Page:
Jolly Roger (The Pirate Flag)
When someone says Jolly Roger, most people think of a skull and
crossbones against a black cloth. However the Jolly Roger was a
generic term for any pirate flag including those that did not fly your usual skull and
crossbones. Pirate flags ranged from solid black to shades of red. The Jolly Roger's purpose was to scare the pirate's victim into
surrendering thereby avoiding a costly fight as pirates wanted the victim's
booty intact with the least amount of struggle. The scarier the flag or the reputation of the pirate behind a
flag, the easier it was to force a surrender. A flag could be called a pirate's trademark upon the high seas, each a unique creation with a specific meaning.
As a Symbol
Different symbols on a Jolly Roger flag had different meanings though many pirates chose simply to fly a black flag to signal battle or a red flag to signal no quarter. To see a red flag meant that even if the ship surrendered no mercy would be given and everyone would be killed, making it a sight feared by all. Though the skull and crossbones are one of the most recognized symbols of piracy, the skull and crossbones actually predates the pirate flag by a number of years. Symbolizing death the skull and crossbones appeared on tombstones and graveyards or in ships' logs to denote a dead crewmember long before they were flown from the mast of a pirate ship. Emanuel Wynne around 1700 AD is considered one of the first to fly a flag with skull and crossbones. Other Jolly Roger themes include an hourglass signaling time was running out to surrender, dancing skeletons to symbolize no fear of death and swords and weapons symbolizing power or death.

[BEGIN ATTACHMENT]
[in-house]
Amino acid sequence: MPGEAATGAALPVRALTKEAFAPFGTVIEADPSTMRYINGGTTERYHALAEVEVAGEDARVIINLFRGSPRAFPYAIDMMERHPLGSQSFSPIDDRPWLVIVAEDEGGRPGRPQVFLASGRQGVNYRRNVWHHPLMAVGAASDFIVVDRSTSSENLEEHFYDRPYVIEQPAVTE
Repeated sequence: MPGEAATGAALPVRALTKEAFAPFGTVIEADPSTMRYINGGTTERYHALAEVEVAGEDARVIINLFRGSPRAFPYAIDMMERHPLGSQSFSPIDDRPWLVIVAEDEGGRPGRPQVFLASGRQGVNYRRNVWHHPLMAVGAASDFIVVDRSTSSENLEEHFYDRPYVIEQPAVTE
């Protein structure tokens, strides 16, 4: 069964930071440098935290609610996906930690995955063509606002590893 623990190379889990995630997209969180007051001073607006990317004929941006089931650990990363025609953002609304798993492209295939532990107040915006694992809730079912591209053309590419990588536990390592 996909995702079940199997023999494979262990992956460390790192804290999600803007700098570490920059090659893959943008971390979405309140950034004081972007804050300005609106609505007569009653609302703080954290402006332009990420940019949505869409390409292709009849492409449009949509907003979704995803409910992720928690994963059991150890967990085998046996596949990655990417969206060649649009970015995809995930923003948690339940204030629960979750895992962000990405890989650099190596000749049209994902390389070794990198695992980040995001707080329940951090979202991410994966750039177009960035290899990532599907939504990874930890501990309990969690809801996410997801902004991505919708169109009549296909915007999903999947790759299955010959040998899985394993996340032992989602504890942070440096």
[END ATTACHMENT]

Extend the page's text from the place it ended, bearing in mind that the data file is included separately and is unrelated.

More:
A pirate had many flags not just his Jolly Roger. Pirates would fly the national flag of their victim to draw close to their target only to raise the "Jolly Roger" when in cannon range. Pretending to be a friend only to switch to a hostile flag is called ruse de guerre, and was a common tactic to achieve surprise and force surrender or prevent a target from escaping. Many pirate ships flew several flags at the same time including national flags, pennants or "Jolly Roger's."
The origin of the name "Jolly Roger" has several theories include "Jolly Roger" springing from the Devil's nickname "Old Roger" in the 18th century. Another theory says the French term "joli rouge," (beautiful/pretty red) eventually was corrupted into "Jolly Roger." A less common theory says that a Tamil pirate in the Indian Ocean known as "Ali Raja" had his name corrupted into "Jolly Roger" over time. Wherever it originated the "Jolly Roger" made its way into the Oxford Dictionary by 1724.
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